Now that the dust has settled, the previously rumored story that Microsoft was ditching the term ‘Metro’ seems to be holding true.
The claim was that the German company Metro AG made a complaint to Microsoft over the term and while it seems specious to us it was evidently enough to get Microsoft to immediately cease all usage of the name.
Ed Bott over at ZDNet has a good article articulating the point that Microsoft was not using ‘Metro’ as a code-name but instead used it dozens of times in press conferences, keynotes and developer documentation thereby making it official. In turn, he finds their public reasoning for abandoning the term ludicrous. We agree.
Microsoft is expected to reveal a follow-up name to Metro, used to describe their minimalist design principle based off of metro (airport, subway) signage, sometime in the next week. While we wait for that name to drop, we want to know what you think it should be called?
When you think about it, branding is something that is very difficult to do which is why ‘Metro’ was so great—it flowed, it was descriptive, it was a single term, it evoked a modern feel.
So if you had a choice to name Microsoft’s new design language, what would you call it? According to Microsoft, these are the principles behind the-design-language-formerly-known-as-Metro:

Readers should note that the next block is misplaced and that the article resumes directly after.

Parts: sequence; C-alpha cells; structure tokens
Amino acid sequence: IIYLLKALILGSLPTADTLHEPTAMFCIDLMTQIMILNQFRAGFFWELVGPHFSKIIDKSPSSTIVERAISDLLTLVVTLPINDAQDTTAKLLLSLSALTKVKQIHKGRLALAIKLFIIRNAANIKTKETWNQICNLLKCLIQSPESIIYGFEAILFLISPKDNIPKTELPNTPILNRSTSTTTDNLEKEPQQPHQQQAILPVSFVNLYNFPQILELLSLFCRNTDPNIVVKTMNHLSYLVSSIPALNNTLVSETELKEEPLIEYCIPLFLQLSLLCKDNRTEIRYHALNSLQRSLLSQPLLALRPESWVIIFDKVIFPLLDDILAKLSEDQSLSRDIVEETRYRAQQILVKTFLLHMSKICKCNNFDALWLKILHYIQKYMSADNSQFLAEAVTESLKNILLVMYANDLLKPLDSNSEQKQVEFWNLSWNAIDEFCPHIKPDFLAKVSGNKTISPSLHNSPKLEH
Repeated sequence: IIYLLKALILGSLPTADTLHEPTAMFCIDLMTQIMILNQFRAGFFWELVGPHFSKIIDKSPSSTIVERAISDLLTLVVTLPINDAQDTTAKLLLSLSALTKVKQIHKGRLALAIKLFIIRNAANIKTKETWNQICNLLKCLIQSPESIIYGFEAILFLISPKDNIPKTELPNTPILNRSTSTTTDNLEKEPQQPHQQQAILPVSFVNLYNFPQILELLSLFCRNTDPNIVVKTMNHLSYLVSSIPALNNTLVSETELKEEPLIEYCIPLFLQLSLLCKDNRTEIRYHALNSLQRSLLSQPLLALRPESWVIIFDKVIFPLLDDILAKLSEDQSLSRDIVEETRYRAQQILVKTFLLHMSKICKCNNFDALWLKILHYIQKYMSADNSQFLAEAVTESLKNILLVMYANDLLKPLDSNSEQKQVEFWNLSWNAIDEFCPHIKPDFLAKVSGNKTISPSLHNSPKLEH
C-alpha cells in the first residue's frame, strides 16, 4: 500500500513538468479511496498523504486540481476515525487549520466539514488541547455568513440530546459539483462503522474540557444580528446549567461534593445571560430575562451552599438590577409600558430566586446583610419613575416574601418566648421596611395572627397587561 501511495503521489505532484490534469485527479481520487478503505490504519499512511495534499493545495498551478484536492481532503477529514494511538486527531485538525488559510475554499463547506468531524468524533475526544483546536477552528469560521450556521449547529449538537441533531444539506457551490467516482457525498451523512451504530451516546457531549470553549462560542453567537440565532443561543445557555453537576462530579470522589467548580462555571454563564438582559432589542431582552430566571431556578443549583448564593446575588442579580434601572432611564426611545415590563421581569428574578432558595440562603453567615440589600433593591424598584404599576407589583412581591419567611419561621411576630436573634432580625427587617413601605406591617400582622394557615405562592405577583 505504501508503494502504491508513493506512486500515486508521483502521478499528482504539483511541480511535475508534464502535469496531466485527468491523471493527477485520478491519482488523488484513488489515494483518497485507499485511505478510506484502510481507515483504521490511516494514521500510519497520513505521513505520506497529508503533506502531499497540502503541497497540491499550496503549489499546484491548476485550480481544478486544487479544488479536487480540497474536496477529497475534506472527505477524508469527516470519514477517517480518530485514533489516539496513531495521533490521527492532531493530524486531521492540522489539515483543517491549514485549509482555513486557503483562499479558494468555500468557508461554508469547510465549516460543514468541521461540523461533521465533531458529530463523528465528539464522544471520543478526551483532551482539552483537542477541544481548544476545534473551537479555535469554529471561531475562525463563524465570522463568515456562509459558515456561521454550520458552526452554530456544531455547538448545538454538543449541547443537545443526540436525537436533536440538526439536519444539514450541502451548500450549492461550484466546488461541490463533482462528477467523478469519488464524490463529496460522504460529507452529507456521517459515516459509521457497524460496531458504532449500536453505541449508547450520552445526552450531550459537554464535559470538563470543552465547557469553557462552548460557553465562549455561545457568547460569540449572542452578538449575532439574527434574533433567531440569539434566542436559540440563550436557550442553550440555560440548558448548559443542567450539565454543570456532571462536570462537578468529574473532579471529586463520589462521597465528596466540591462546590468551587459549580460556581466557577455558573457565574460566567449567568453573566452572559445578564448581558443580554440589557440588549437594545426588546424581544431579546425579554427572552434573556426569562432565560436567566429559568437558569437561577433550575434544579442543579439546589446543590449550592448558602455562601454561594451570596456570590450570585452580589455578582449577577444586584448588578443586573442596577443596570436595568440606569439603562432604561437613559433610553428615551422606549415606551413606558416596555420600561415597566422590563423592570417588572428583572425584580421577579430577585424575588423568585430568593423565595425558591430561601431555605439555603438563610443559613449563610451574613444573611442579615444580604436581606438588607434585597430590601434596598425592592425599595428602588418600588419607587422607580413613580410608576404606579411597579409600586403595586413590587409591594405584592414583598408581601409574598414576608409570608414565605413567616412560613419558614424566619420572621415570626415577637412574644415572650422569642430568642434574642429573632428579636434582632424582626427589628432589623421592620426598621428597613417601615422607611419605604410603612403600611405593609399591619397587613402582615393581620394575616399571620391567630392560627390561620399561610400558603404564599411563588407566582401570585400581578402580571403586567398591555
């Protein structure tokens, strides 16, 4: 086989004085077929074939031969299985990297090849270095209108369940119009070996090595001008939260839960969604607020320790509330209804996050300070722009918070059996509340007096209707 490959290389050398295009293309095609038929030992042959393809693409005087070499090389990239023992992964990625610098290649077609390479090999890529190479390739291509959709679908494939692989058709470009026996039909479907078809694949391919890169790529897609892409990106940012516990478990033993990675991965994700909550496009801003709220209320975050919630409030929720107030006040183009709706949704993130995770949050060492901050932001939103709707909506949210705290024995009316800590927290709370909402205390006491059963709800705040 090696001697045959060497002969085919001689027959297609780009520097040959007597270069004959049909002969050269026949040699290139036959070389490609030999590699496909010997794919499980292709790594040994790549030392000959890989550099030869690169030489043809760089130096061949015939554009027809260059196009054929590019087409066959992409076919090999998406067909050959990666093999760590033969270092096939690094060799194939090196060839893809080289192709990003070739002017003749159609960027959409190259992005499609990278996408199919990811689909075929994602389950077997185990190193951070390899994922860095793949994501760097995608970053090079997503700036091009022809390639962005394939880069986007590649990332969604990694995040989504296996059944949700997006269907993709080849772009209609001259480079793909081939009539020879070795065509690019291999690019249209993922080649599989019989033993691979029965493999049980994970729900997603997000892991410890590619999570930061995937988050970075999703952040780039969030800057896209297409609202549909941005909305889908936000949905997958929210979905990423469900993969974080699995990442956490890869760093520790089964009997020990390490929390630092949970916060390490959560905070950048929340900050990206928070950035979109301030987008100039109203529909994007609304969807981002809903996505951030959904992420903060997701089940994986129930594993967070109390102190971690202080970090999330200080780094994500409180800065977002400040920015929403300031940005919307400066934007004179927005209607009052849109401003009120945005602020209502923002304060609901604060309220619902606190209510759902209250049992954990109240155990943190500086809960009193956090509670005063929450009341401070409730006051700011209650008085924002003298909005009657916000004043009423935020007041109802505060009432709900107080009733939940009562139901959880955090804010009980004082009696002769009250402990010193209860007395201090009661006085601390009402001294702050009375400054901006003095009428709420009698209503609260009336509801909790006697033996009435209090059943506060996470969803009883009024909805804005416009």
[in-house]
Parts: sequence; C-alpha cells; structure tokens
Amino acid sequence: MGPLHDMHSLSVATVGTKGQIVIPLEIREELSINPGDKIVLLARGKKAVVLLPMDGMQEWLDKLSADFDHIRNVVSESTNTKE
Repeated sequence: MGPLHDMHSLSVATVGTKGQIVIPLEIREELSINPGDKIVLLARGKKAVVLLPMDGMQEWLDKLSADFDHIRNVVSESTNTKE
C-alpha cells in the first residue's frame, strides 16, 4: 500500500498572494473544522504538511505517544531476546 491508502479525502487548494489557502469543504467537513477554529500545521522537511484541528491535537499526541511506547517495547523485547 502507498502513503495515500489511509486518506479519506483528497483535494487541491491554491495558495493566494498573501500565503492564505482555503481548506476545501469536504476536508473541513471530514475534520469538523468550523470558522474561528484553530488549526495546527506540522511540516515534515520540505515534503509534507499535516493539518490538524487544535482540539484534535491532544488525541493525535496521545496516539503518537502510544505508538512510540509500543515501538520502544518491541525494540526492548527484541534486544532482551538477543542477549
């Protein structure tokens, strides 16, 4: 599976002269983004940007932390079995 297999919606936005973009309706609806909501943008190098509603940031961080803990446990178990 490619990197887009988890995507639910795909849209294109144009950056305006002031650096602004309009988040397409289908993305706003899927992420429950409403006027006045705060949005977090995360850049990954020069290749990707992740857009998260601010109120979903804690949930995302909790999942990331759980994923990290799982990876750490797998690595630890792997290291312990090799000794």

- Typography. Type is beautiful. Not only is it attractive to the eye, but it can also be functional. The right balance of weight and positioning can create a visual hierarchy. Additionally, well-placed type can help lead you to more content.
- Motion is what brings the interface to life. Transitions are just as important as graphical design. By developing a consistent set of motions or animations, a system is created that provides context for usability, extra dimension and depth and improves the perceived performance of the whole interface.
- Content not Chrome is one of the more unique principles of Metro. By removing all notions of extra chrome in the UI, the content becomes the main focus. This is especially relevant due to the smaller screen size and gesture-based interactions.
- Honesty. Design explicitly for the form factor of a handheld device using touch, a high-resolution screen and simplified and expedited forms of interaction. In other words, be “authentically digital”.
With those descriptors in place, do you have a good replacement?
If so, sound off in comments.
We'll pick the top 5 names and run them in a poll for you folks. The winner will get a $50 gift certificate to our store (which now has international shipping). Cool?